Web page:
Community, Cottage Grove

Bohemia Food Hub renovation plans blossom 

Employees of SuzEats Sweets baking delicious cookies at Bohemia Food Hub’s shared commercial kitchen, which houses baking equipment designed for massive batches.

COTTAGE GROVE – The only thing taller than the butterfly building’s ceilings is owner Kim Johnson’s dream for the business.

Renovation plans are being drawn to bring this big dream into a reality: Bohemia Food Hub (BFH) becoming an epicenter for all things food-business related.

At 106 S. 10th St., BFH operates as a shared commercial kitchen space, where entrepreneurs rent out space needed to run their food businesses. 

In September, The Chronicle announced that BFH would receive a Healthy Food Finance Initiative through the United States Department of Agriculture (USDA) for $149,000. 

Johnson is still waiting on the funds and it is unknown when she will receive it. Upon disbursement, the funds will be used to build a 500-square foot walk-in cooler space and to purchase a refrigerated “reefer” truck.

With this equipment, BFH will begin growing operations to support local farmers and distribute food to places that need via delivery or via consumers picking up produce at the hub. 

“That’s the kind of work that we’re going to move on in the future … opening up the food hub to serve not just retail and wholesale food producers, but also our local farmers … We can create an ease in connecting the consumer to the producers,” said Johnson


Under this new model, farmers gain business and consumers gain access to local produce. A win for all involved.

In the meantime, BFH, along with partners Lane County Economic Development, South Valley Farmers Market, City of Creswell, Coast Fork Watershed Council and Lane Workforce Park Partnership, conducted a food producers survey to understand what produce is and is not being harvested in the Southern Willamette Valley so BFH can fill shortages identified.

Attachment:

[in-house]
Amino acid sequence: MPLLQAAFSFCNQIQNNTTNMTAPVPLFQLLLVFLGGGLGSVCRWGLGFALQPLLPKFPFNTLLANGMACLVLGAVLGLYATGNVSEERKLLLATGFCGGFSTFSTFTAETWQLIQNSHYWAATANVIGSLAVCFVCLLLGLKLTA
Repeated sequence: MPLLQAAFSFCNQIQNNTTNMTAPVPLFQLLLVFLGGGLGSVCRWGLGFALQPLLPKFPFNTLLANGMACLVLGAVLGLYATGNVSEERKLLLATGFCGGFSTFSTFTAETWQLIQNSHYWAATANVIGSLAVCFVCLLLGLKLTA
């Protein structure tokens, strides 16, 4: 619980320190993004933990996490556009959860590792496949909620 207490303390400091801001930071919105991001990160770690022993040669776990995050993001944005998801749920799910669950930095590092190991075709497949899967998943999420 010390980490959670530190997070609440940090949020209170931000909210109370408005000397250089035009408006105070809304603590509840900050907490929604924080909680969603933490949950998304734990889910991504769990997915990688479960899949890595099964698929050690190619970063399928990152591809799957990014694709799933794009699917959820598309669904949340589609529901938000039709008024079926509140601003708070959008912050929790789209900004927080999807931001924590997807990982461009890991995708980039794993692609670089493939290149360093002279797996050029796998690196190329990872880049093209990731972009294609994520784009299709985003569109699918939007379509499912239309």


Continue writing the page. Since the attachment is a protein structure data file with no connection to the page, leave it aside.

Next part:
“One thing that came out of the pandemic is a lot of our supply was cut off and the potential was that we weren’t going to have access to these foods … it was a wake up call to look at what we have right here,” she said. 

The survey targeted farmers throughout Lane and North Douglas counties and in the first week, there were 103 participants.

According to Johnson, public schools have funds allocated for buying local produce, and BFH can be the intermediary between schools and farmers.

The front facade that will soon house four individual retail spaces

Another facet to Johnson’s vision is building retail spaces at the hub by converting the current window-covered facade into four mini brick-and-mortars for start up businesses to gain traction. 

“These four individual retail spaces will give us an opportunity to help incubate another model,” said Johnson. 

Renovations have been a decade in the making, with a budget of $ ½ M, with funding through grants and donations. Johnson estimates that all renovations will be completed in two years time. 

In addition to the four retail spaces, an outdoor patio will be added to the courtyard on the south side of the building. 

To make use of the hub’s tall ceilings, Johnson wants to add rentable office space and seating on a second level, featuring tables made out of redwood planks. 

Redwood planks that Johnson will soon turn into counters and tables

Across the street, the BFH food truck space can accommodate six food trucks, in which Johnson hopes to incorporate food education into the business model by next year. This idea had been in the making for the last three years, as Johnson has been collaborating with Cottage Grove High School (CGHS) to form a program that introduces students into the food business. 

“The ideal would be that we work with all three high schools (CGHS, Kennedy and Child’s Way Charter School) and have a model where kids can come and work an existing food truck to just get that workforce experience … learning how to clean, learning how to run the cash register, learning how to do basic prep things,” said Johnson, hoping to inspire kids to go into the food business as careers and possible help design and run a food truck.

“That’s kind of dreamy, but I think it’s possible,” she said. 



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